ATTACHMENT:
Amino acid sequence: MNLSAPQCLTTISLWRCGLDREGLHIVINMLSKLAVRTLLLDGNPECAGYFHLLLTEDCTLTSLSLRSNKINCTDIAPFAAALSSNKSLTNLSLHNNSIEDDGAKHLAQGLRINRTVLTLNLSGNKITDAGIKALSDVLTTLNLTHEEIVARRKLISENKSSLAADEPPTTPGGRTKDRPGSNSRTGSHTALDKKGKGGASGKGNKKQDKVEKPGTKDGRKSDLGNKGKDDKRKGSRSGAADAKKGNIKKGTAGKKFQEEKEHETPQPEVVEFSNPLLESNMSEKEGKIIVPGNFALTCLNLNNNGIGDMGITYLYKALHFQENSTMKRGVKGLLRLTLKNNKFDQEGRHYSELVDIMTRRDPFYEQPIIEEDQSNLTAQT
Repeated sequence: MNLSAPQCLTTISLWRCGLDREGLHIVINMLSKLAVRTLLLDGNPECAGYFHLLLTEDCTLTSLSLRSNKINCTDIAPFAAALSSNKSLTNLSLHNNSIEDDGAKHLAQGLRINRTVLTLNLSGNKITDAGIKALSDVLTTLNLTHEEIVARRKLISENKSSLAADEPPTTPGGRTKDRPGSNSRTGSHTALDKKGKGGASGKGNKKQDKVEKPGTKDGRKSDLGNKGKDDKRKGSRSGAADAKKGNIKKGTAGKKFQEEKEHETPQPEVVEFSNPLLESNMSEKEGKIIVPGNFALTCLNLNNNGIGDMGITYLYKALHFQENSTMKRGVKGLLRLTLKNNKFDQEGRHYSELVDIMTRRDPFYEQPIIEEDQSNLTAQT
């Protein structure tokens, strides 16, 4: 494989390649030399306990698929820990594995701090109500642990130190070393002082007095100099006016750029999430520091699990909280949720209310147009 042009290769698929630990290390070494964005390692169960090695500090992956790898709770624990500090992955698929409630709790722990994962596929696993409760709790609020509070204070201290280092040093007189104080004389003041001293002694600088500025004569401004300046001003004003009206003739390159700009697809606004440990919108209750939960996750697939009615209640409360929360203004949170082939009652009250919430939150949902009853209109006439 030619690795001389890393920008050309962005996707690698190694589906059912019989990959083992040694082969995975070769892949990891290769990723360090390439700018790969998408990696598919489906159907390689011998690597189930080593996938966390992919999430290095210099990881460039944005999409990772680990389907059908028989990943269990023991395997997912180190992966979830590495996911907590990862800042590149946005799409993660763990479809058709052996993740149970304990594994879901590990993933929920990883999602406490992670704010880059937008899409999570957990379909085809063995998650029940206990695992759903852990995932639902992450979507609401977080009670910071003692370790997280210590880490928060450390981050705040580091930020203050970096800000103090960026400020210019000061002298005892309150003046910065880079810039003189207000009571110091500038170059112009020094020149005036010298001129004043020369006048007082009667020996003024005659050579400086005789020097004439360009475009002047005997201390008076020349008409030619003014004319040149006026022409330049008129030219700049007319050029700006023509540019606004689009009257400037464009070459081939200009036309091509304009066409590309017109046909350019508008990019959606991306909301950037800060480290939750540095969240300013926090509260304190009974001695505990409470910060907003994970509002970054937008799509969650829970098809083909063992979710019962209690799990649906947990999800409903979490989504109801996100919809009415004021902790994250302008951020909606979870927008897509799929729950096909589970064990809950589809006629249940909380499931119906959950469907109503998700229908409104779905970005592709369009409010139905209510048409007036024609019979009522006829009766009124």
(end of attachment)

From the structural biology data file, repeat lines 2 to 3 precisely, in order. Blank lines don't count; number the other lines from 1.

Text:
Repeated sequence: MNLSAPQCLTTISLWRCGLDREGLHIVINMLSKLAVRTLLLDGNPECAGYFHLLLTEDCTLTSLSLRSNKINCTDIAPFAAALSSNKSLTNLSLHNNSIEDDGAKHLAQGLRINRTVLTLNLSGNKITDAGIKALSDVLTTLNLTHEEIVARRKLISENKSSLAADEPPTTPGGRTKDRPGSNSRTGSHTALDKKGKGGASGKGNKKQDKVEKPGTKDGRKSDLGNKGKDDKRKGSRSGAADAKKGNIKKGTAGKKFQEEKEHETPQPEVVEFSNPLLESNMSEKEGKIIVPGNFALTCLNLNNNGIGDMGITYLYKALHFQENSTMKRGVKGLLRLTLKNNKFDQEGRHYSELVDIMTRRDPFYEQPIIEEDQSNLTAQT
């Protein structure tokens, strides 16, 4: 494989390649030399306990698929820990594995701090109500642990130190070393002082007095100099006016750029999430520091699990909280949720209310147009 042009290769698929630990290390070494964005390692169960090695500090992956790898709770624990500090992955698929409630709790722990994962596929696993409760709790609020509070204070201290280092040093007189104080004389003041001293002694600088500025004569401004300046001003004003009206003739390159700009697809606004440990919108209750939960996750697939009615209640409360929360203004949170082939009652009250919430939150949902009853209109006439 030619690795001389890393920008050309962005996707690698190694589906059912019989990959083992040694082969995975070769892949990891290769990723360090390439700018790969998408990696598919489906159907390689011998690597189930080593996938966390992919999430290095210099990881460039944005999409990772680990389907059908028989990943269990023991395997997912180190992966979830590495996911907590990862800042590149946005799409993660763990479809058709052996993740149970304990594994879901590990993933929920990883999602406490992670704010880059937008899409999570957990379909085809063995998650029940206990695992759903852990995932639902992450979507609401977080009670910071003692370790997280210590880490928060450390981050705040580091930020203050970096800000103090960026400020210019000061002298005892309150003046910065880079810039003189207000009571110091500038170059112009020094020149005036010298001129004043020369006048007082009667020996003024005659050579400086005789020097004439360009475009002047005997201390008076020349008409030619003014004319040149006026022409330049008129030219700049007319050029700006023509540019606004689009009257400037464009070459081939200009036309091509304009066409590309017109046909350019508008990019959606991306909301950037800060480290939750540095969240300013926090509260304190009974001695505990409470910060907003994970509002970054937008799509969650829970098809083909063992979710019962209690799990649906947990999800409903979490989504109801996100919809009415004021902790994250302008951020909606979870927008897509799929729950096909589970064990809950589809006629249940909380499931119906959950469907109503998700229908409104779905970005592709369009409010139905209510048409007036024609019979009522006829009766009124």